Despite this risky operating environment, donors and aid agencies are still responding to the humanitarian need. Indonesia has sent aid through the Red Cross, along with other members of the Organisation of Islamic Cooperation. Representatives from the Indonesian government also visited the country on a humanitarian mission, stressing the importance of the Burmese government granting citizenship to the minority Rohingyas. Australia has also pledged assistance for 14,000 displaced persons.
Singapore looks to Africa for aid projects
Singapore is looking to increase business opportunities and collaboration with African nations through the signing of a partnership with the Republic of Congo and Singapore Cooperation Enterprise.
The Singapore Cooperation Enterprise has also signed a contract with the Mauritius government to share expertise to set up a Light Rapid Transit system in the country. With Mauritius labelled as one of Africa’s first ‘tiger’ economies, and a small island like Singapore, this technical collaboration appears to be a very logical fit.
The president of the Japan International Cooperation Agency has talked on the importance of aid and called on the Japanese government to increase its allowances for ODA.
Hi Chi Minh City is starting work on a metro system, supported by JICA.
India has stated its support for Palestine’s independence and contributed $10 million in aid.
China has been mobilising humanitarian aid domestically to assist those affected by the Yunnan earthquake on Sept. 7 and the subsequent aftershocks. South Korea has also pledged assistance.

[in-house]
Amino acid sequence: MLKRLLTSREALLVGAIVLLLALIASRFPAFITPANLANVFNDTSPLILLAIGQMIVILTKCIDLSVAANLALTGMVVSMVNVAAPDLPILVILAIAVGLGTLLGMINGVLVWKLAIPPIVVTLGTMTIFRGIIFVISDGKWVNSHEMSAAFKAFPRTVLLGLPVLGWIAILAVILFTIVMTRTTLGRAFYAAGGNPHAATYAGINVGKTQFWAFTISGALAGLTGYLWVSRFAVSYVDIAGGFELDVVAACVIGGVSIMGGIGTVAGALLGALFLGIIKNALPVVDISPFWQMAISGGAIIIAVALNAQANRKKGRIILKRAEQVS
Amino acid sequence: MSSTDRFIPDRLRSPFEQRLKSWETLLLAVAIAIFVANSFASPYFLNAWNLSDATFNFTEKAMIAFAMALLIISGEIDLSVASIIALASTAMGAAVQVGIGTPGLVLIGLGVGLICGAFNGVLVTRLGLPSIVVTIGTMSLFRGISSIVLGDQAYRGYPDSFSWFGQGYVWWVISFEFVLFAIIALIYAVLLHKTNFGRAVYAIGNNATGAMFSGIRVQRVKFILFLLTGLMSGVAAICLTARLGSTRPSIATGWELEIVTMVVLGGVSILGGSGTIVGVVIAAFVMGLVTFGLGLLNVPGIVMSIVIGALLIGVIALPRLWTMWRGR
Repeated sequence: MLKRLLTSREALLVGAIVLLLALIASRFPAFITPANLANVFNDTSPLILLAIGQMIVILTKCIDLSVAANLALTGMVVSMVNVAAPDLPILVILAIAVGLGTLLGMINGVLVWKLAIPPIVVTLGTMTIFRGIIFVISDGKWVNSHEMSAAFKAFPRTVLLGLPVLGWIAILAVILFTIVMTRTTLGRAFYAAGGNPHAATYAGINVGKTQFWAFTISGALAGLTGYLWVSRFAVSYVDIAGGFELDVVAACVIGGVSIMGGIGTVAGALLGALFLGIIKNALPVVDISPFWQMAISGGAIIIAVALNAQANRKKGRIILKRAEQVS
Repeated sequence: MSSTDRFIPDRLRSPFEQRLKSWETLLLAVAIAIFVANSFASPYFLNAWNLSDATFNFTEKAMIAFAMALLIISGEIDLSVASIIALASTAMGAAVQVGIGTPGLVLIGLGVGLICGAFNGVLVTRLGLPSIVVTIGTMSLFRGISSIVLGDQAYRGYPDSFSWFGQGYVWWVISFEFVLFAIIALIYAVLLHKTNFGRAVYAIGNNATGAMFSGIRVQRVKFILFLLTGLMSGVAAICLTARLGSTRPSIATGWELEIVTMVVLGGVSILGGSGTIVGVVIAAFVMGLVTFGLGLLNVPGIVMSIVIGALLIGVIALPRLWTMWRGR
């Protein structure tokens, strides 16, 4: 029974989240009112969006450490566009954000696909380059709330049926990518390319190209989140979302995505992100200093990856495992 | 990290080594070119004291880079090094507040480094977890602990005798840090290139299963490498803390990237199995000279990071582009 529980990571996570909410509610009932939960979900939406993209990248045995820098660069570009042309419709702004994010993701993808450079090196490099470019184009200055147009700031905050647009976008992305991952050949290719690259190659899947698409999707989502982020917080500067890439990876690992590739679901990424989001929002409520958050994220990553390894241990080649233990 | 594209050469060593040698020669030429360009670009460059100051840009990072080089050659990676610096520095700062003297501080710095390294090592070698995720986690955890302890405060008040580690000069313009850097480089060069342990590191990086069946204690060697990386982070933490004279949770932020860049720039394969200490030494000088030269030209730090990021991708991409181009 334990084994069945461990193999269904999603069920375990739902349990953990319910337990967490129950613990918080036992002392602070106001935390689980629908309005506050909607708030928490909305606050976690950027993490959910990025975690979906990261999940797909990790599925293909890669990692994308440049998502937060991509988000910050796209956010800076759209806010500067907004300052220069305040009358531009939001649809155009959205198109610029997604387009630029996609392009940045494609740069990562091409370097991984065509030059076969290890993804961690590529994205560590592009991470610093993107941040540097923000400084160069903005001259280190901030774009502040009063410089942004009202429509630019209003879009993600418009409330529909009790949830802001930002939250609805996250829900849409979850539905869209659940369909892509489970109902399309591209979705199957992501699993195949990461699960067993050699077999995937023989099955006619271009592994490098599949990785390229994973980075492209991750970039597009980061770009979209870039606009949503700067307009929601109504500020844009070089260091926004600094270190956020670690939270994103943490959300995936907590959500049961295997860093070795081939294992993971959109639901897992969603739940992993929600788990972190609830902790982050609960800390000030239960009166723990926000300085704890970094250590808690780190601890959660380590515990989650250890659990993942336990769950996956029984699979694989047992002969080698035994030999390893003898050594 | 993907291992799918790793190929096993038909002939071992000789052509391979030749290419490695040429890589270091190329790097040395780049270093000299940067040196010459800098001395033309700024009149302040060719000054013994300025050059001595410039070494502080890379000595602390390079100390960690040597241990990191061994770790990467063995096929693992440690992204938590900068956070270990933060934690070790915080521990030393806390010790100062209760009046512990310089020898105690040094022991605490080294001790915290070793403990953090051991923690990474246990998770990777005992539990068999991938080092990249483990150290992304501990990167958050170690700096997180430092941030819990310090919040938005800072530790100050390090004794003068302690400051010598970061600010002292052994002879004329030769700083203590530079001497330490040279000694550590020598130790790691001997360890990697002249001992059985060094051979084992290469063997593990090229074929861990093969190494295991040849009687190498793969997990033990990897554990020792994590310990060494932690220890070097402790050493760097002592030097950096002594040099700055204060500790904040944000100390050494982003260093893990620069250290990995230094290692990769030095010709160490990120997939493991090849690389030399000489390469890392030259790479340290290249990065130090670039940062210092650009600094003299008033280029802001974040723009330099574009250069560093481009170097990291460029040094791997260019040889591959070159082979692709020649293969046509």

For the third year in a row, Pakistan is suffering from extensive flooding and international aid agencies such as Red Crescent are providing relief.
The UK’s Daily Mail newspaper is attacking the government over an alleged five million pounds of aid money to India being ‘frittered away’ on consultants.
The U.S. Navy is reportedly spending more than $20 million each year sending ships to Asia-Pacific nations to provide cataract surgery, dental fillings and other medical care.
The APEC Leaders’ Week this month in Vladivostok addressed key issues such as food security, the ongoing conflict in Burma’s Rakhine state and territorial issues in the South China Sea. The summit closed with leaders declaring to focus on economic development in the region. Leaders also agreed to cut import duties on environmental goods.
US Secretary of State Hillary Clinton visited more countries in the region, including Timor-Leste. Her visit was seen as a diplomatic boost for the country as it vies to become a member of ASEAN. While there, Clinton announced $6.5 million in scholarships for students to study in the US.
China and New Zealand are working together on an aid project for the first time, to deliver improved water mains to the Cook Islands.
Islamabad has expelled Save the Children’s staff from Pakistan after allegations the NGO helped facilitate meetings that led to the discovery of Osama bin Laden.
A newly released report cites the drop of child deaths in countries such as India, Laos and Timor-Leste as proof that aid is working.
Will rising drug use compound development challenges in Burma?
USAID has filed fraud charges against a Philippines anti-trafficking NGO.
Cambodian public health experts have said that even if a vaccine is found for dengue, the country likely won’t be able to afford to buy it.
A new book analysing aid in South Asia has been recently released, gaining positive reviews for its contribution to knowledge on aid in the region.
Will Vietnam need a loan from the IMF to bail out its banking system?
A new paper examining the growth and diversification of international involvement in urban planning and development in Phnom Penh has been released. The paper shows how various forms of international finance capital, development capital and local capital vie for influence in the city.
Indonesia ships US$2m in food aid to North Korea.
Ashlee Betteridge is a Researcher for the Development Policy Centre.